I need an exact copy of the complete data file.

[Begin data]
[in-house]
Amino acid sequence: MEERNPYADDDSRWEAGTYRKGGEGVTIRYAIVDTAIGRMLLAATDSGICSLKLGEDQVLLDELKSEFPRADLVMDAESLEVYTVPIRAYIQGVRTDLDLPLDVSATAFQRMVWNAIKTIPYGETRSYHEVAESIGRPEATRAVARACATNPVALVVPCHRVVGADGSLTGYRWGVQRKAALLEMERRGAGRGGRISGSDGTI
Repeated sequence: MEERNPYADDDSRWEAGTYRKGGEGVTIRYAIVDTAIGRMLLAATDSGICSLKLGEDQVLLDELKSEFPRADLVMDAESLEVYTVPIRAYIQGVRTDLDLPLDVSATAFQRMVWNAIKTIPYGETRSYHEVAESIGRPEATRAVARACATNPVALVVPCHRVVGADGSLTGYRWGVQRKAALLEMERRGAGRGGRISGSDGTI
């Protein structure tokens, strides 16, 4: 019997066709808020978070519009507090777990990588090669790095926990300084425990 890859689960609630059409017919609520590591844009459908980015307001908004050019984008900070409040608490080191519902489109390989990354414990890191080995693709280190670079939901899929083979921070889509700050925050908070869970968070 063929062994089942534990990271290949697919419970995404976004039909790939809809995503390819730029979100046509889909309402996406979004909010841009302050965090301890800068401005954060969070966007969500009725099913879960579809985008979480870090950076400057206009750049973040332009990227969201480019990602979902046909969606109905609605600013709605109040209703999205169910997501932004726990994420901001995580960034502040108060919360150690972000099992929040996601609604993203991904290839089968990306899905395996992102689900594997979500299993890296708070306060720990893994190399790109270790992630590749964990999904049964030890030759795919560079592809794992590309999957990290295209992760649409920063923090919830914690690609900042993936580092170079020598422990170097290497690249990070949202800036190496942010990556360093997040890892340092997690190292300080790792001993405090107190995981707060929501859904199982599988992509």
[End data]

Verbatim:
[in-house]
Amino acid sequence: MEERNPYADDDSRWEAGTYRKGGEGVTIRYAIVDTAIGRMLLAATDSGICSLKLGEDQVLLDELKSEFPRADLVMDAESLEVYTVPIRAYIQGVRTDLDLPLDVSATAFQRMVWNAIKTIPYGETRSYHEVAESIGRPEATRAVARACATNPVALVVPCHRVVGADGSLTGYRWGVQRKAALLEMERRGAGRGGRISGSDGTI
Repeated sequence: MEERNPYADDDSRWEAGTYRKGGEGVTIRYAIVDTAIGRMLLAATDSGICSLKLGEDQVLLDELKSEFPRADLVMDAESLEVYTVPIRAYIQGVRTDLDLPLDVSATAFQRMVWNAIKTIPYGETRSYHEVAESIGRPEATRAVARACATNPVALVVPCHRVVGADGSLTGYRWGVQRKAALLEMERRGAGRGGRISGSDGTI
């Protein structure tokens, strides 16, 4: 019997066709808020978070519009507090777990990588090669790095926990300084425990 890859689960609630059409017919609520590591844009459908980015307001908004050019984008900070409040608490080191519902489109390989990354414990890191080995693709280190670079939901899929083979921070889509700050925050908070869970968070 063929062994089942534990990271290949697919419970995404976004039909790939809809995503390819730029979100046509889909309402996406979004909010841009302050965090301890800068401005954060969070966007969500009725099913879960579809985008979480870090950076400057206009750049973040332009990227969201480019990602979902046909969606109905609605600013709605109040209703999205169910997501932004726990994420901001995580960034502040108060919360150690972000099992929040996601609604993203991904290839089968990306899905395996992102689900594997979500299993890296708070306060720990893994190399790109270790992630590749964990999904049964030890030759795919560079592809794992590309999957990290295209992760649409920063923090919830914690690609900042993936580092170079020598422990170097290497690249990070949202800036190496942010990556360093997040890892340092997690190292300080790792001993405090107190995981707060929501859904199982599988992509």